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M. S. S.
Ann Intern Med. 1949;31(2):354-358. doi:10.7326/0003-4819-31-2-354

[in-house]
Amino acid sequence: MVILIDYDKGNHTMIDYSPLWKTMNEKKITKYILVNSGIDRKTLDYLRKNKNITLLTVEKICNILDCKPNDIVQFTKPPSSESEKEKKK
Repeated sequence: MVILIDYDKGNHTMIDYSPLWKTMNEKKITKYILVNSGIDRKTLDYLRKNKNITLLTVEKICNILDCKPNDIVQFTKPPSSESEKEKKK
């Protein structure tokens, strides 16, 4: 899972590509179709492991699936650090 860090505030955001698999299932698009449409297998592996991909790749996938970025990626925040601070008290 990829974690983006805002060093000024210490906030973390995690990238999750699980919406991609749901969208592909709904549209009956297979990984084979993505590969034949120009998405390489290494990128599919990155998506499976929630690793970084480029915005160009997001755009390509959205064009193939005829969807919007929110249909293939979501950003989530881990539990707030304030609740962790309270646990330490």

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Despite intensive investigation the etiology of rheumatic fever remains obscure. Important evidence has been accumulated, however, concerning a variety of contributory factors. Thus, it is generally agreed that the disease occurs more commonly under cool, damp climatic conditions than in warm, dry climates.1 Epidemiologic data also permit the generalization that a poor economic status with its corollaries of overcrowding and undernutrition provides a more fertile soil for the development of rheumatic fever than the antithetical situation.1 In addition to such external factors, careful students of the subject now firmly believe that the susceptibility to rheumatic fever is inherited as a


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